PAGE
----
By Ivan Doig,

Book cover of Last Bus to Wisdom

Why this book?

Infused with a Western voice, Last Bus to Wisdom plopped me down into my native neck of the woods. Redheaded Donal has never been out of Montana, but that changes in June of 1951 when Gram needs an operation due to “female trouble.” With a wicker suitcase, thirty bucks safety-pinned inside his shirt, and an imagination that gets him into trouble, young Donal takes the Greyhound bound for Wisconsin to spend the summer with Gram’s sister, his only other living relative. Aunt Kate is a bossy broad, to say the least, who’s not at all nice to her sweet-natured husband, Herman the German, let alone Donal. It’s more than any self-respecting kid can stand. So Donal skidaddles, taking the dog bus back to Montana, and Herman the German tags along for the journey. More tale spinning and trouble getting-into ensues. Their misadventures are worth the ride, and a hoot to boot. 

Last Bus to Wisdom

By Ivan Doig,

Why should I read it?

1 author picked Last Bus to Wisdom as one of their favorite books, and they share why you should read it.

What is this book about?

Named a Best Book of the Year by the Seattle Times and Kirkus Review

The final novel from a great American storyteller.

Donal Cameron is being raised by his grandmother, the cook at the legendary Double W ranch in Ivan Doig’s beloved Two Medicine Country of the Montana Rockies, a landscape that gives full rein to an eleven-year-old’s imagination. But when Gram has to have surgery for “female trouble” in the summer of 1951, all she can think to do is to ship Donal off to her sister in faraway Manitowoc, Wisconsin. There Donal is in for a rude surprise:…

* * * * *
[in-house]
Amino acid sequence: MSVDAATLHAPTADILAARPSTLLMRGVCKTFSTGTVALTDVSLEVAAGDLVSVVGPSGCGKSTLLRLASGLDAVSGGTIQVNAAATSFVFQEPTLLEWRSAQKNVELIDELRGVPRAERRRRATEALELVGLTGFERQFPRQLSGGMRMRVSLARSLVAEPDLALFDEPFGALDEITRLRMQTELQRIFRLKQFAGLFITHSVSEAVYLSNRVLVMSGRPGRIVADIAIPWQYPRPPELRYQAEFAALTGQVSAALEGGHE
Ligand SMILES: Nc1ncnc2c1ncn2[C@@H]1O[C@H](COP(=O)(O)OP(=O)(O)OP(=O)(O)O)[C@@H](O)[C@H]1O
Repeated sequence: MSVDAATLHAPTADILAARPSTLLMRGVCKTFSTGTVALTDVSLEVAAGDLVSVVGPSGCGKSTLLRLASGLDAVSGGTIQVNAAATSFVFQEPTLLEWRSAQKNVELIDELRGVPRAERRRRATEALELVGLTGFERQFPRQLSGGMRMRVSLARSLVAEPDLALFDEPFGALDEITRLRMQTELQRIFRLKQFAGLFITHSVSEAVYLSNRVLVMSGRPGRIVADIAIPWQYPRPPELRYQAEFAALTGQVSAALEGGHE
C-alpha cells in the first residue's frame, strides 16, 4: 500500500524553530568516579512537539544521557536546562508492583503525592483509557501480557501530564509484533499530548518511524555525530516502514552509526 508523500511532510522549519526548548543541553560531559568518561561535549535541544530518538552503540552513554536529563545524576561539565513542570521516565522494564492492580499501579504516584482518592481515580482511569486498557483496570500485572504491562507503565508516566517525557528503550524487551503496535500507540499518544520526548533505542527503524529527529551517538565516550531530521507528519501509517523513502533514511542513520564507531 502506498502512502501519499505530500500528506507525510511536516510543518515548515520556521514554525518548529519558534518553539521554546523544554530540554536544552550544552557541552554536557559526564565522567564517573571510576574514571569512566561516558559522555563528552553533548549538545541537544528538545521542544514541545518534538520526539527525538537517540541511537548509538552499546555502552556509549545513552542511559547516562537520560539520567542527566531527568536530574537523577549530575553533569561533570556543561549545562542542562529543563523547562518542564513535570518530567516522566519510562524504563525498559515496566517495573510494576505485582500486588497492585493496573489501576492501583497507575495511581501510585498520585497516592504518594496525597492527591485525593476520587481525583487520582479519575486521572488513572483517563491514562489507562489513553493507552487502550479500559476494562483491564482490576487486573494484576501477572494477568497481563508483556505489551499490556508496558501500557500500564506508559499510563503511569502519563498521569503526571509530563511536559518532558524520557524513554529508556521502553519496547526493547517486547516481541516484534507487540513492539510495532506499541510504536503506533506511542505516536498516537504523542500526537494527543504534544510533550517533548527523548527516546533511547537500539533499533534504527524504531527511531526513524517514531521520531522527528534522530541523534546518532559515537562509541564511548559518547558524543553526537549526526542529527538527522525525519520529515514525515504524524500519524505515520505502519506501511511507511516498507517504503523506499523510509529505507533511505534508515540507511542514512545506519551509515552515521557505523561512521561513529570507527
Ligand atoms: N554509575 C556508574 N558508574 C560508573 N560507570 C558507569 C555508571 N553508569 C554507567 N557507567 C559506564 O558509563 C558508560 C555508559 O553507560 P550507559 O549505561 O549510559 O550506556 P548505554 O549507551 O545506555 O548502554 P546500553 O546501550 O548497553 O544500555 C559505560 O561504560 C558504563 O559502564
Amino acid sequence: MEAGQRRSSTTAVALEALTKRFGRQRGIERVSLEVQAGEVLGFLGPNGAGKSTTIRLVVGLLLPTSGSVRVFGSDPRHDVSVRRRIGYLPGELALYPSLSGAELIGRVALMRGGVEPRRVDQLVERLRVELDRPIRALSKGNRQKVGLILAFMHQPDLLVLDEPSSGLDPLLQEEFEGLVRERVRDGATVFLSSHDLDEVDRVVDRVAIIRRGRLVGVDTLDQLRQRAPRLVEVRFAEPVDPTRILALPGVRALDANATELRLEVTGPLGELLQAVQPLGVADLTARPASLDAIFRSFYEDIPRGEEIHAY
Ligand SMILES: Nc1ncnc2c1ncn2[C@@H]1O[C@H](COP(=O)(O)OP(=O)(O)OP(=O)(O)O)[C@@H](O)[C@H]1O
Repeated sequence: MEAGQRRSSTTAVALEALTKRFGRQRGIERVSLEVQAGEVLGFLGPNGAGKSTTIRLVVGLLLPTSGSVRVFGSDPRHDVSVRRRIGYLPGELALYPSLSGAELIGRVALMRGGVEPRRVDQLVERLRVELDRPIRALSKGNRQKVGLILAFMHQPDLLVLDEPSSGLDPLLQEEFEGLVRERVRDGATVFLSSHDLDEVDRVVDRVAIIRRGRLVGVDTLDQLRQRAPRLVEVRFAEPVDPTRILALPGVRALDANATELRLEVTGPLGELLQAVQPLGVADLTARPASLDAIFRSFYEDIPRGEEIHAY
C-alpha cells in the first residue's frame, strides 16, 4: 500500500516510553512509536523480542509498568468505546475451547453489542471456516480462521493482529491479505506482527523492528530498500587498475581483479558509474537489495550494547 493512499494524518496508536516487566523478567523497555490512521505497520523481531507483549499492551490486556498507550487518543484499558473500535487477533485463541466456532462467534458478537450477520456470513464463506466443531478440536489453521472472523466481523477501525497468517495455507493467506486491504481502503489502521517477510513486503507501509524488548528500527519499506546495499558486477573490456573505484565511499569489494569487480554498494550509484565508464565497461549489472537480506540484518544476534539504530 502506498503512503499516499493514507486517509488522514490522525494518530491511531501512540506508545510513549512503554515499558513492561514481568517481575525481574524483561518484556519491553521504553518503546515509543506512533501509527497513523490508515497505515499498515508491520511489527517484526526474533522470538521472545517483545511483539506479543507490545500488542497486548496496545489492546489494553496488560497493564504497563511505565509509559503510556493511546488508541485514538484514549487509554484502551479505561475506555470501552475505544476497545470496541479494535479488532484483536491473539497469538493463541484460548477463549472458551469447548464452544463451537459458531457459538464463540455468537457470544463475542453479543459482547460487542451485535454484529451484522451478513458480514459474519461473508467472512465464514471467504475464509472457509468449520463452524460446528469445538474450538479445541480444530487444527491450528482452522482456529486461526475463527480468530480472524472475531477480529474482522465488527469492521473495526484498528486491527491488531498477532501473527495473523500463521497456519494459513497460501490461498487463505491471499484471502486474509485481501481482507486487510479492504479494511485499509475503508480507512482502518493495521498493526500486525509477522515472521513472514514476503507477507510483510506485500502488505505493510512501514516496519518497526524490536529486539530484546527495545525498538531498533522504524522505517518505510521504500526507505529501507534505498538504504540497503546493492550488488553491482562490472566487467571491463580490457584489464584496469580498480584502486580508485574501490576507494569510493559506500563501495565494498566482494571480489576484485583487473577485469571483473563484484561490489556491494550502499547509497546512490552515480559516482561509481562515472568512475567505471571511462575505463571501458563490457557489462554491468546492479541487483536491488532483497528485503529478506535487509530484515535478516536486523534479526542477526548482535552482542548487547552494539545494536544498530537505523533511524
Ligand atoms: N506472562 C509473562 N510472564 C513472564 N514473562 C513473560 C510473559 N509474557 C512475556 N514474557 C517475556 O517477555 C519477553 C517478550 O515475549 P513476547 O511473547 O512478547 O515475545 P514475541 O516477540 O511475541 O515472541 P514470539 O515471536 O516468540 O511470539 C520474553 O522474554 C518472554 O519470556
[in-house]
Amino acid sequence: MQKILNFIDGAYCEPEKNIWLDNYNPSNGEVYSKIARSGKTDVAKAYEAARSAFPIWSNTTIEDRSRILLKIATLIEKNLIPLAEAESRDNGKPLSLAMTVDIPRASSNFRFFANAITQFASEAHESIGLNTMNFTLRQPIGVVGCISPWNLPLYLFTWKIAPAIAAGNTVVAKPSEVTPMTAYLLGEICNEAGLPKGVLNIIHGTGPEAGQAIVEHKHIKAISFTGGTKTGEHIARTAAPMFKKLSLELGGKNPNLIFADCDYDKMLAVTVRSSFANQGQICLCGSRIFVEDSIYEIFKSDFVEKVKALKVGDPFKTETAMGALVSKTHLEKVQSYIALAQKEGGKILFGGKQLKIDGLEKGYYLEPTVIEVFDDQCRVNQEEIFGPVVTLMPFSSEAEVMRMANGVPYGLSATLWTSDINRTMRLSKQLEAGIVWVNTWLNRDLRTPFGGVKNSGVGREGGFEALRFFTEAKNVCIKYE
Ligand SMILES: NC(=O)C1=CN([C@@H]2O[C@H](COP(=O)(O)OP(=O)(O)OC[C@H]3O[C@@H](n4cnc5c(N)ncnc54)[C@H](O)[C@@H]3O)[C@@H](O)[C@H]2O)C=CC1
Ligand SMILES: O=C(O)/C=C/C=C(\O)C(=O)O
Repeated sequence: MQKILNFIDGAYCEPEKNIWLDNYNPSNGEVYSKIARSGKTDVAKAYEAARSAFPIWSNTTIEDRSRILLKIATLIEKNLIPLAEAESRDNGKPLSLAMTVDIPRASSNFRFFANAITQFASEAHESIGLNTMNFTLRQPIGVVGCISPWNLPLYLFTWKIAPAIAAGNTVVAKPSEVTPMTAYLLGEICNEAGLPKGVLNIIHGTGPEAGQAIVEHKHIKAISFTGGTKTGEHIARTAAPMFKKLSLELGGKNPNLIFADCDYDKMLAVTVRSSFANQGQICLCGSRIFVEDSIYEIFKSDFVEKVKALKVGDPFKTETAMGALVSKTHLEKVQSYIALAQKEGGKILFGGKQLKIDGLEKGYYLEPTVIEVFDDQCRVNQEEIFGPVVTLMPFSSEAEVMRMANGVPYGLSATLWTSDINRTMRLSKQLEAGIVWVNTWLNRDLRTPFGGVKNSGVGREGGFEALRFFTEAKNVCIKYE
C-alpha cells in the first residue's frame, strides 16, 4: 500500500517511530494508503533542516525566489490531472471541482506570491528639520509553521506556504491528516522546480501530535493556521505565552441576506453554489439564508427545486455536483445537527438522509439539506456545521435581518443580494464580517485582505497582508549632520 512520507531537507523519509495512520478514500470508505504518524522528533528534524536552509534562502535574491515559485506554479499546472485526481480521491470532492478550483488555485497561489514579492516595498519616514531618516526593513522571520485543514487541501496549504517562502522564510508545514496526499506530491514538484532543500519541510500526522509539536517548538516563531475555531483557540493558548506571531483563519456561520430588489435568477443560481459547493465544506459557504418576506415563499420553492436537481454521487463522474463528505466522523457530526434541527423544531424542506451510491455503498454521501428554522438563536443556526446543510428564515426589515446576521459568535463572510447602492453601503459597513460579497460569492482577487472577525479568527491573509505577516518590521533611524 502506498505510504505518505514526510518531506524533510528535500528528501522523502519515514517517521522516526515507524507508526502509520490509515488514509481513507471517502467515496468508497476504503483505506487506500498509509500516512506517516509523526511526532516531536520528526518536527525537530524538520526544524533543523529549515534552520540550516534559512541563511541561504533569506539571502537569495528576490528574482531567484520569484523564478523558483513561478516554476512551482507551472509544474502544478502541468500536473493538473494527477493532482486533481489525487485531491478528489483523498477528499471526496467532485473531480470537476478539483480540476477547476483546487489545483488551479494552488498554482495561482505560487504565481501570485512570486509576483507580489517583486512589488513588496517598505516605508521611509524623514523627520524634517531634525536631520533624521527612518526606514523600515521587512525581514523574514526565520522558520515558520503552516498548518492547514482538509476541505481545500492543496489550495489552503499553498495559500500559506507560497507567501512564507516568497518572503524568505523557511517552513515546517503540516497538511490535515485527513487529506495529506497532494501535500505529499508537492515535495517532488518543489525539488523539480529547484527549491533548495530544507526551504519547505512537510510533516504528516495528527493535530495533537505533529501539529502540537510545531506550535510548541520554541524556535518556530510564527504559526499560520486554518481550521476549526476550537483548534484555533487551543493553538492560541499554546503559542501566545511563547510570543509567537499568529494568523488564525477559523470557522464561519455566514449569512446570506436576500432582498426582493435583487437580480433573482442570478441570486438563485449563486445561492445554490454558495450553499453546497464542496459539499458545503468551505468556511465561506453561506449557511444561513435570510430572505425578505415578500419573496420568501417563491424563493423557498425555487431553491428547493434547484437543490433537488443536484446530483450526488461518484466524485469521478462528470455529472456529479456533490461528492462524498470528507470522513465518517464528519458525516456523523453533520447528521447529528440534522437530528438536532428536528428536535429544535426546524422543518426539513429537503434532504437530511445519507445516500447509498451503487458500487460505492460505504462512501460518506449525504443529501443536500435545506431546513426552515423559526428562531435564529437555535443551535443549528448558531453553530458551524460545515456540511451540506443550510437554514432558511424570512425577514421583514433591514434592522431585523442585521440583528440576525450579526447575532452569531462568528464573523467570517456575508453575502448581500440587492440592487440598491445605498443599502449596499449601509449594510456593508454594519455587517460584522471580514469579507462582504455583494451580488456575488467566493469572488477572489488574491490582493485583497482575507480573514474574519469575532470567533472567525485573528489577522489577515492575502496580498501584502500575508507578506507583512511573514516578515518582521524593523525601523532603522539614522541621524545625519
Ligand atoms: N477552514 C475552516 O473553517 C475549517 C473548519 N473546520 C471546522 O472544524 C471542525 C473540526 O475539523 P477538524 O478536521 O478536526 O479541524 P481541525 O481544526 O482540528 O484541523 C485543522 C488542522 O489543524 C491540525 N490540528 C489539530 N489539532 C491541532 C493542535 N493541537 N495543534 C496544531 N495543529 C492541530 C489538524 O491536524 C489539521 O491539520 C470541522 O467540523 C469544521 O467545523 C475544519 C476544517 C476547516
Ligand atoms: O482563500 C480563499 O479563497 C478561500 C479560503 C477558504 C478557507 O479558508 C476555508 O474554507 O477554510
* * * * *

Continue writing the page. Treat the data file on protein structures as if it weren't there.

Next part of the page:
Miss Benson's Beetle

By Rachel Joyce,

Book cover of Miss Benson's Beetle

Why this book?

Not all coming-of-age novels involve adultescents. Sometimes grownups have to grow up. Such is the case with Margery Benson—English spinster, frumpy teacher, and boot-thieving fugitive—who reluctantly hires Enid Pretty, Margery’s polar opposite in looks and personality, to be her expedition assistant. The quest: the golden beetle of New Caledonia. An unlikely friendship blossoms as the two women travel from London halfway around the world in pursuit of a bug that may or may not exist, all the while being shadowed by a malaria-deranged former World War II prisoner-of-war. A female buddy book set in the 1950s, Miss Benson’s Beetle is a whacky yet heart-tugging read whose heroines come to love each despite their foibles and flaws and learn the empowerment of coming into one’s own.

Miss Benson's Beetle

By Rachel Joyce,

Why should I read it?

4 authors picked Miss Benson's Beetle as one of their favorite books, and they share why you should read it.

What is this book about?

WINNER OF THE WILBUR SMITH ADVENTURE WRITING PRIZE | BEST PUBLISHED NOVEL
WOMAN & HOME BEST BOOKS OF THE YEAR and A NEW YORK TIMES BESTSELLER

'The perfect escape novel for our troubled times.' PATRICK GALE

It is 1950. In a devastating moment of clarity, Margery Benson abandons her dead-end job and advertises for an assistant to accompany her on an expedition. She is going to travel to the other side of the world to search for a beetle that may or may not exist.
Enid Pretty, in her unlikely pink travel suit, is not the companion Margery had in…


The Power of One

By Bryce Courtenay,

Book cover of The Power of One

Why this book?